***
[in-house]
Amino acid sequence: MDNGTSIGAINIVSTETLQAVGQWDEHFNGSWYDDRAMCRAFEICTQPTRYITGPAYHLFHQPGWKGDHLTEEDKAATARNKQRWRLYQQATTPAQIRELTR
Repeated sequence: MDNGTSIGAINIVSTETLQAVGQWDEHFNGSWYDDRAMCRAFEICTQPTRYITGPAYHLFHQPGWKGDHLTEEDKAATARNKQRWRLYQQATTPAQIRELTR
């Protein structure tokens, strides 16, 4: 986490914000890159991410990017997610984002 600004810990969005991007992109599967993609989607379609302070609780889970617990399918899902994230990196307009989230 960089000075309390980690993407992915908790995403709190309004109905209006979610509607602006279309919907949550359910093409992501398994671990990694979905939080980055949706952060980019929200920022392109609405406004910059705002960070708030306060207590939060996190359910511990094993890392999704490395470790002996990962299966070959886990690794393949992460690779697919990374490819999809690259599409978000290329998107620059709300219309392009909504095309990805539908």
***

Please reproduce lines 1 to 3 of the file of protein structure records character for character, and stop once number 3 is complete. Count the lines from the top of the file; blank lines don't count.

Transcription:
[in-house]
Amino acid sequence: MDNGTSIGAINIVSTETLQAVGQWDEHFNGSWYDDRAMCRAFEICTQPTRYITGPAYHLFHQPGWKGDHLTEEDKAATARNKQRWRLYQQATTPAQIRELTR
Repeated sequence: MDNGTSIGAINIVSTETLQAVGQWDEHFNGSWYDDRAMCRAFEICTQPTRYITGPAYHLFHQPGWKGDHLTEEDKAATARNKQRWRLYQQATTPAQIRELTR